I agree with Rex: "ingenious", and to me, a real feat of construction. Since I got the theme soon in the NW, it helped significantly throughout, with two big exceptions: the center regions, which are closed off from the rest by almost solid diagonal barriers, i.e. constitute mini-puzzles within the puzzle (to me, a flaw of the grid). Since I forgot all my physics and am not a sci-fi guy, "event horizons" were total unknowns, and since a "sten" gun is the only WWII gun I knew until now (from puzzles), I stuck to it in the center and came to a screeching halt. Found the event horizons through googling (interesting stuff) and slowly managed to untangle the mess. Still, I found this a relief compared to yesterday.

Shanti11 3:16 AM  

I loved this puzzle, mostly because I caught onto the theme early and was able to get the answers fairly quickly. I think another reason I was so fond of it is that I got massacred on Friday and Saturday, and this one renewed my faith in my ability to complete a puzzle.

I also had FLIES instead of FLEES for 77A, which made 49D "It's clipped at both ends" end in an "i". All I could think of was "strati", which I thought might be a form of the word "castrati" and, well, I didn't think that would pass any breakfast test. Besides, they got clipped at both ends?

Speaking of which, thanks to the breakfast test, I avoided going through every four-letter word for "Bleeped word" (57D). Maybe I'll start saying EGAD...

I finally got one of those RANDR words immediately - 44D: ATOZ. (Pats self on back)

I loved SMURFS and BOOGIE. And I also had GENTILE for awhile. Ha ha!

Anonymous 4:11 AM  

I was sad to struggle getting "ELLERBEE" (kept trying for Ed something and had "TORN" for "TIED" a long time), as I always liked her, but my worst sticking point was south central.
I was sure I knew the star of "Mr. Chips" (but didn't), couldn't think of a sea ending in "sh", blanked on borers, and never heard of Ms. Mott. I tried "DDSS" instead of DOCS, which made "DISACCHARIDES" impossible. I almost went to google several times, but finally "MARE" clicked and I finished with just a little trial-and-error (tried "BONAT" before getting the correct solution).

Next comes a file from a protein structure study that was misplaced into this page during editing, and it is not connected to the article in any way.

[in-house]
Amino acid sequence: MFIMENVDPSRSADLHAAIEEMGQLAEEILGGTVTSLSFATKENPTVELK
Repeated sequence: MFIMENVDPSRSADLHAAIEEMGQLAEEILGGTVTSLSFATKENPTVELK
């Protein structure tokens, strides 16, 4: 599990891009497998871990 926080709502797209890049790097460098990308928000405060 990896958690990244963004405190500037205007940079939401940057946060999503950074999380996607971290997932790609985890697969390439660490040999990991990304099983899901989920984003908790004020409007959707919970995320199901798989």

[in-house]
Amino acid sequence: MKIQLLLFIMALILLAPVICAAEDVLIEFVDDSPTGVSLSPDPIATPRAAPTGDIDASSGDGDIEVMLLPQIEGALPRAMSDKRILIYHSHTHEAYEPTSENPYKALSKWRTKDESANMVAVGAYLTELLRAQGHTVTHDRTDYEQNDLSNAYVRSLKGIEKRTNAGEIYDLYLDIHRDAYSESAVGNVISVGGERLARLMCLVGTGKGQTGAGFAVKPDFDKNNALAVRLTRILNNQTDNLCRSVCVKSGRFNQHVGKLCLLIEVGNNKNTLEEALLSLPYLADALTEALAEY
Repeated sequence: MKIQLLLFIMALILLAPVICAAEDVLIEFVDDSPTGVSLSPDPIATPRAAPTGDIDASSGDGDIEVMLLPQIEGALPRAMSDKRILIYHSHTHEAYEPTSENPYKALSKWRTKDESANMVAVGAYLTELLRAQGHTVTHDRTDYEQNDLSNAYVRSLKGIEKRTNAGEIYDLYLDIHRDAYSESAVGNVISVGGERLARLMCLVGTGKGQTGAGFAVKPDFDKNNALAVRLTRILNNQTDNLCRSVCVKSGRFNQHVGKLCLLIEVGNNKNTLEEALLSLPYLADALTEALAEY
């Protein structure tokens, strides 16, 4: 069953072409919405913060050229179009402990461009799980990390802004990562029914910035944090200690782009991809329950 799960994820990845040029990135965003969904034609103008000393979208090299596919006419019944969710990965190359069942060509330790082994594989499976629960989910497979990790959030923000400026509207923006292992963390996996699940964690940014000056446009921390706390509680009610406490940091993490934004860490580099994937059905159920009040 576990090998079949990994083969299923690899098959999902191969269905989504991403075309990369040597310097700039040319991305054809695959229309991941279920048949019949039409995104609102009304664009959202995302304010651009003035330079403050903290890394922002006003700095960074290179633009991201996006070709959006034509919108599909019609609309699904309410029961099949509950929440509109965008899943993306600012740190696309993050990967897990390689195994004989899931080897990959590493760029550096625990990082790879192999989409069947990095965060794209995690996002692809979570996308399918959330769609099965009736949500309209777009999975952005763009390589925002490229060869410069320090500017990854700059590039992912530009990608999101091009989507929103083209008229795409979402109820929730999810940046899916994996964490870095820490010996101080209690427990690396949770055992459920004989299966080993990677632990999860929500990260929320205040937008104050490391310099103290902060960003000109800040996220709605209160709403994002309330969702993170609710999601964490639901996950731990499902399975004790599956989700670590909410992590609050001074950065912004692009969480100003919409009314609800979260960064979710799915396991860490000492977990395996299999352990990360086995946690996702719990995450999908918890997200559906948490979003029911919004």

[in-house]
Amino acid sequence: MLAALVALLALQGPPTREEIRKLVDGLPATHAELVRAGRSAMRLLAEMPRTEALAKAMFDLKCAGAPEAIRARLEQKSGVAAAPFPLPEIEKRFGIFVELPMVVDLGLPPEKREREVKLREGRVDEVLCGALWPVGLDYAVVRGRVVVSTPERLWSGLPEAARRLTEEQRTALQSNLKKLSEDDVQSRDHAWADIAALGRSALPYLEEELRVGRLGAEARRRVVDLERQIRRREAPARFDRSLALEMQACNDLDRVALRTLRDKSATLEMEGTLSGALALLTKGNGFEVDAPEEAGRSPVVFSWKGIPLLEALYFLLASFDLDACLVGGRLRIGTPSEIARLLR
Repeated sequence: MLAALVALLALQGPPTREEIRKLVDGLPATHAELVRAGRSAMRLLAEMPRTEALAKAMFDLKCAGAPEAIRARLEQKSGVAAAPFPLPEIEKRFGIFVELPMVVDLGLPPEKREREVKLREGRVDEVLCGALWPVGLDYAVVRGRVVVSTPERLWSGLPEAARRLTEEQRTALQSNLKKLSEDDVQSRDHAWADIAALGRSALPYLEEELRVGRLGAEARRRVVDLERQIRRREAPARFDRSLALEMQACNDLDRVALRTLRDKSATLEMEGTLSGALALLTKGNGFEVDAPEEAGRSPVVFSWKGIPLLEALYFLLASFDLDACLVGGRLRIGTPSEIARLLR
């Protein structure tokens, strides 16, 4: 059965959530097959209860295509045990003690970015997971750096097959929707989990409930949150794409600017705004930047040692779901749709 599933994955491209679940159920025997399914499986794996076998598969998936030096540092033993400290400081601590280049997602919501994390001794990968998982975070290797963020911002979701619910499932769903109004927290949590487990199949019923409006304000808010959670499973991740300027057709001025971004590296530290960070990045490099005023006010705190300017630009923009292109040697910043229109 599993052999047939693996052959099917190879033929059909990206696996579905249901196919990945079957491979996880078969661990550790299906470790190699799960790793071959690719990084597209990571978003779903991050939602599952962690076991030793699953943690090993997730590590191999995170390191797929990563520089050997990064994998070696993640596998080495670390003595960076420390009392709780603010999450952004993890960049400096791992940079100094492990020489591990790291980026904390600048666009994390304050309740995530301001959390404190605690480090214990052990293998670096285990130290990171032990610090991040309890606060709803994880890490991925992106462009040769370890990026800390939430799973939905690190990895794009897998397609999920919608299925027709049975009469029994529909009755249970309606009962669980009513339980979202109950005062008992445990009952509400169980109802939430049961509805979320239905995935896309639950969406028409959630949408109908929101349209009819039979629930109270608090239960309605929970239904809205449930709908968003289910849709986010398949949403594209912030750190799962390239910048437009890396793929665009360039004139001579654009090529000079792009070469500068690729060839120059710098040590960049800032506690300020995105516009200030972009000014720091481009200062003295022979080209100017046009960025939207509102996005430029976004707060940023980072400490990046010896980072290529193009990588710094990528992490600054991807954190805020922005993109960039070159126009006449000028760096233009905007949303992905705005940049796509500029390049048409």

I must say, it's more satisfying to stick with it and finish sans search engine, even if it does make me want to rip out my HAIR at times.

Today's nit: A "SECT" is the result of a split, but is not necessarily split itself, no?

Today's joy: Shout out to an old friend, RAMONA Quimby. I also liked the cluing for FEAST.

Anonymous 4:14 AM  

Oho! I just noticed the year on the Mr. Chips clue. I am glad to see I am not going crazy--O'TOOLE was in the movie, just not that version.

And now I have to go find a CARRADIO to get ELPASO out of my head . . .

Unknown 7:53 AM  

Great puzzle, maybe because I got the theme almost instantly on HUNGARIAN/HUNGARIGHT and then confidently wrote in EVENTHORIZON. This is going to be a breeze, I thought, but no. I clung to GIN way too long to be able to see DRYVERMOUTH staring at me. Then there was DEODAR, one of those words that you kind of know you've seen; so it must be right. I have to google for a picture of a deodar.

Anonymous 9:42 AM  

Finished, though found it rough going around PLUSSIGN and FEAST.

My brain wouldn't parse CARRADIO into two words, so I was wondering whether west coast trains have different entertainment than on the east coast.

Please do not the ONEAL (Diesel) of 19A AKA Shaq?

Happy Sunday.

Anonymous 9:43 AM  



Anonymous 9:43 AM  

Loved it. Agree it was ingenious. Also lots of unknowns I was able to puzzle through. Got the theme pretty early so felt encouraged.
I was also saved by the breakfast test on bleeped word -- took me a while to get OATH but I didn't waste a lot of time going through a list of dirty words.
But couldn't come up with EVENTHORIZON/EVENTHOUGH at all and just stalled in that area. Caviar source -RUSSIA? Really appeals to - PLEADS? I just couldn't get anything to work. Finally had to google. Didn't help that I didn't know BREN or IMAGO and it took forever for the lightbulb to go on for ATOZ.
Like many had FLIES instead of FLEES but was able to figure it out without a detour into castrati and that sort of clipping.

Spencer 10:19 AM  

NINA is a main character in Checkov's The Seagull ( I didn't know that to fill in, but recognized it once I had the fill.